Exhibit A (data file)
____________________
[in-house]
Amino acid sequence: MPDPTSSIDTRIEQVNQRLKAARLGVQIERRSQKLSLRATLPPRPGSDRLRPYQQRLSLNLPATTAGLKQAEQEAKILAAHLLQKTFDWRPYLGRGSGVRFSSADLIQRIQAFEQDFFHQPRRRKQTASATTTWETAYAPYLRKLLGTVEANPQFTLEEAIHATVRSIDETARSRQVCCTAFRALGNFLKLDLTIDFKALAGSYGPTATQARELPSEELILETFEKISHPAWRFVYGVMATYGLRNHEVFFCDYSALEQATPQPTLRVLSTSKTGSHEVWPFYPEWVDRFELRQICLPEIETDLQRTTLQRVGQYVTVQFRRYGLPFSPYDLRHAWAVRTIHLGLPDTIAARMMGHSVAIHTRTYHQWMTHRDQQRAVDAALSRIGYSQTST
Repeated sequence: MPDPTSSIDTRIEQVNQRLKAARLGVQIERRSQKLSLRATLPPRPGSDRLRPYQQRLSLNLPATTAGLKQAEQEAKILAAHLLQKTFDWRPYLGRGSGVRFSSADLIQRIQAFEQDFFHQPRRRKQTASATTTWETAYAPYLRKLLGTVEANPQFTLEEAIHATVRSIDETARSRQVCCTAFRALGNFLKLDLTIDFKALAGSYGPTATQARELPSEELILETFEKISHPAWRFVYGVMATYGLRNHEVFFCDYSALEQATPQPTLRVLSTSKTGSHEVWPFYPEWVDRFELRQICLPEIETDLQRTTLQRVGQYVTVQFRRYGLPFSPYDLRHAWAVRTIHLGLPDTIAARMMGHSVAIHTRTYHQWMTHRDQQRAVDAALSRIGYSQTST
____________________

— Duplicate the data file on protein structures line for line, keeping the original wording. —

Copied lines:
[in-house]
Amino acid sequence: MPDPTSSIDTRIEQVNQRLKAARLGVQIERRSQKLSLRATLPPRPGSDRLRPYQQRLSLNLPATTAGLKQAEQEAKILAAHLLQKTFDWRPYLGRGSGVRFSSADLIQRIQAFEQDFFHQPRRRKQTASATTTWETAYAPYLRKLLGTVEANPQFTLEEAIHATVRSIDETARSRQVCCTAFRALGNFLKLDLTIDFKALAGSYGPTATQARELPSEELILETFEKISHPAWRFVYGVMATYGLRNHEVFFCDYSALEQATPQPTLRVLSTSKTGSHEVWPFYPEWVDRFELRQICLPEIETDLQRTTLQRVGQYVTVQFRRYGLPFSPYDLRHAWAVRTIHLGLPDTIAARMMGHSVAIHTRTYHQWMTHRDQQRAVDAALSRIGYSQTST
Repeated sequence: MPDPTSSIDTRIEQVNQRLKAARLGVQIERRSQKLSLRATLPPRPGSDRLRPYQQRLSLNLPATTAGLKQAEQEAKILAAHLLQKTFDWRPYLGRGSGVRFSSADLIQRIQAFEQDFFHQPRRRKQTASATTTWETAYAPYLRKLLGTVEANPQFTLEEAIHATVRSIDETARSRQVCCTAFRALGNFLKLDLTIDFKALAGSYGPTATQARELPSEELILETFEKISHPAWRFVYGVMATYGLRNHEVFFCDYSALEQATPQPTLRVLSTSKTGSHEVWPFYPEWVDRFELRQICLPEIETDLQRTTLQRVGQYVTVQFRRYGLPFSPYDLRHAWAVRTIHLGLPDTIAARMMGHSVAIHTRTYHQWMTHRDQQRAVDAALSRIGYSQTST